Laurie Antsis has published on his blog a very thorough analyis of the provisions of the Enterprise and Regulatory Reform Bill which deal with protected conversations, and what follows should be read through the prism of Laurie’s piece, which very usefully reproduces the relevant passages of the Bill, which were only tabled yesterday.
I’ve already written about protected conversations, describing them as a bully’s charter, and I thought I should revisit that opinion now the draft clauses have been published.
To recap, protected conversations are the Coalition’s refinement of Adrian Beecroft’s proposal to take unfair dismissals for reason of capability out of the tribunal system, by enabling employers to settle them for, in Beecroft’s plan, a generous sum of money, but with no recourse to the Tribunal system afterwards.
The scheme, as now proposed, does not apply simply to capability dismissals but to all dismissals, and does not require the employer to make a generous offer, nor the employee to accept the employer’s offer, but simply prevents an employee from raising the fact of an offer with the Tribunal.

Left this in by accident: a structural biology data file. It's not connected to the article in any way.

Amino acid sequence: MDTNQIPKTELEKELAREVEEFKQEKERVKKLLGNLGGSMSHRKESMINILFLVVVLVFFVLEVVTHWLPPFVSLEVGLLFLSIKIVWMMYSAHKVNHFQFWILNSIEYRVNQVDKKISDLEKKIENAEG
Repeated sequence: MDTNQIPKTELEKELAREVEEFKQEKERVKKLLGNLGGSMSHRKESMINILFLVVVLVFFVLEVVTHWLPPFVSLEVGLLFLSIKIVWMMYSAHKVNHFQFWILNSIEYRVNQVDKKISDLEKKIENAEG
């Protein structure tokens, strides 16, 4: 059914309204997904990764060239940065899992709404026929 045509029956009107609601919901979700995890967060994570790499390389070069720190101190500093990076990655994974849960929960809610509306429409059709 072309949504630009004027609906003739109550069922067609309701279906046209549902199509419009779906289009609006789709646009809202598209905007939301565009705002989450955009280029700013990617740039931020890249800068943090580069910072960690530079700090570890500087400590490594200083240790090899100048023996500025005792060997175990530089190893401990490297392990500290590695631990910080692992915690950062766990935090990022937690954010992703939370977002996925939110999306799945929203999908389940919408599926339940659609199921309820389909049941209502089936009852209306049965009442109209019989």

It is even a bit worse than that sounds, because while the employee wouldn’t be allowed to raise the fact that an offer had been made, the employer would be entitled to complain, in a costs application, that an offer had been turned down.
The wording of the section is as follows:
“(1) In determining any matter arising on a complaint under section 111 [i.e. an unfair dismissal claim], an employment tribunal may not take account of any offer made or discussions held, before the termination of the employment in question, with a view to it being terminated on terms agreed between the employer and the employee.”
“(2) Subsection (1) does not apply where, according to the complainant’s case, the circumstances are such that a provision (whenever made) contained in, or made under, this or any other Act requires the complainant to be regarded for the purposes of this Part as unfairly dismissed.”
“(3) In relation to anything said or done which in the tribunal’s opinion was improper, or was connected with improper behaviour, subsection (1) applies only to the extent that the tribunal considers just.”
“(4) The reference in subsection (1) to a matter arising on a complaint under section 111 includes any question as to costs, except in relation to an offer made on the basis that the right to refer to it on any such question is reserved.”
“(5) Subsection (1) does not prevent the tribunal from taking account of a determination made in any other proceedings between the employer and the employee in which account was taken of an offer or discussions of the kind mentioned in that subsection.”
What litigation will focus on
Reading the above clauses, it seems pretty clear to me that there will be two main “tension points”.